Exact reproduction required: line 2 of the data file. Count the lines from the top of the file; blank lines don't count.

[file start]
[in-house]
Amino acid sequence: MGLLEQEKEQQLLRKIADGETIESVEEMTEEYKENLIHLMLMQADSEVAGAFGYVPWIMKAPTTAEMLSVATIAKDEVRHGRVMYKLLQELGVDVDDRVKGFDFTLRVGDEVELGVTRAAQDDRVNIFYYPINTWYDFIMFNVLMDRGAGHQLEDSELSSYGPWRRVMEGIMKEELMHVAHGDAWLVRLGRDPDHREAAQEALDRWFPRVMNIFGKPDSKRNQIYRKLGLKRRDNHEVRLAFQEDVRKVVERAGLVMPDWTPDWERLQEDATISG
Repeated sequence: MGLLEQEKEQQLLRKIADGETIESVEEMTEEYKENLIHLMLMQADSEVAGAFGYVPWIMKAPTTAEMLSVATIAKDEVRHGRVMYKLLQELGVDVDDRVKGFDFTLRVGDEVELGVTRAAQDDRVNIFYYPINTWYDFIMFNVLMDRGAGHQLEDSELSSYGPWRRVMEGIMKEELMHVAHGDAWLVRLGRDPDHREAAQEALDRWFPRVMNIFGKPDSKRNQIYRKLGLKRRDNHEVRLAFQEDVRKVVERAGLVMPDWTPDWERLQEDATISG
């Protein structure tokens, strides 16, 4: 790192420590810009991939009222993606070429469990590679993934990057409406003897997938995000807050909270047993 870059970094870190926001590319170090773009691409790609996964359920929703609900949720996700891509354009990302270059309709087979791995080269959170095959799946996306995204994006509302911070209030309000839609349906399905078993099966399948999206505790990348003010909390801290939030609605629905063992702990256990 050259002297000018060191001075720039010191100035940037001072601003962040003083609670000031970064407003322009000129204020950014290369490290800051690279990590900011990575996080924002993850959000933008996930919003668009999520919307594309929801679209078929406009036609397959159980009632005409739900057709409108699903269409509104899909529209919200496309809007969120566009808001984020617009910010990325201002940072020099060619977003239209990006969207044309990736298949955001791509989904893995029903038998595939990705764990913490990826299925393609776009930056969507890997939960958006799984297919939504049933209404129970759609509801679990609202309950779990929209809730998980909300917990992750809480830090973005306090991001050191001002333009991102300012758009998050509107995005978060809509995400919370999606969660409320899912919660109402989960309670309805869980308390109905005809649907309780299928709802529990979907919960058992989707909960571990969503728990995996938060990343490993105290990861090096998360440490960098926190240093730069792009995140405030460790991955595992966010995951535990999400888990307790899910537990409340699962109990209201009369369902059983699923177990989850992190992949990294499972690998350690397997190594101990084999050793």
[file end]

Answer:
Amino acid sequence: MGLLEQEKEQQLLRKIADGETIESVEEMTEEYKENLIHLMLMQADSEVAGAFGYVPWIMKAPTTAEMLSVATIAKDEVRHGRVMYKLLQELGVDVDDRVKGFDFTLRVGDEVELGVTRAAQDDRVNIFYYPINTWYDFIMFNVLMDRGAGHQLEDSELSSYGPWRRVMEGIMKEELMHVAHGDAWLVRLGRDPDHREAAQEALDRWFPRVMNIFGKPDSKRNQIYRKLGLKRRDNHEVRLAFQEDVRKVVERAGLVMPDWTPDWERLQEDATISG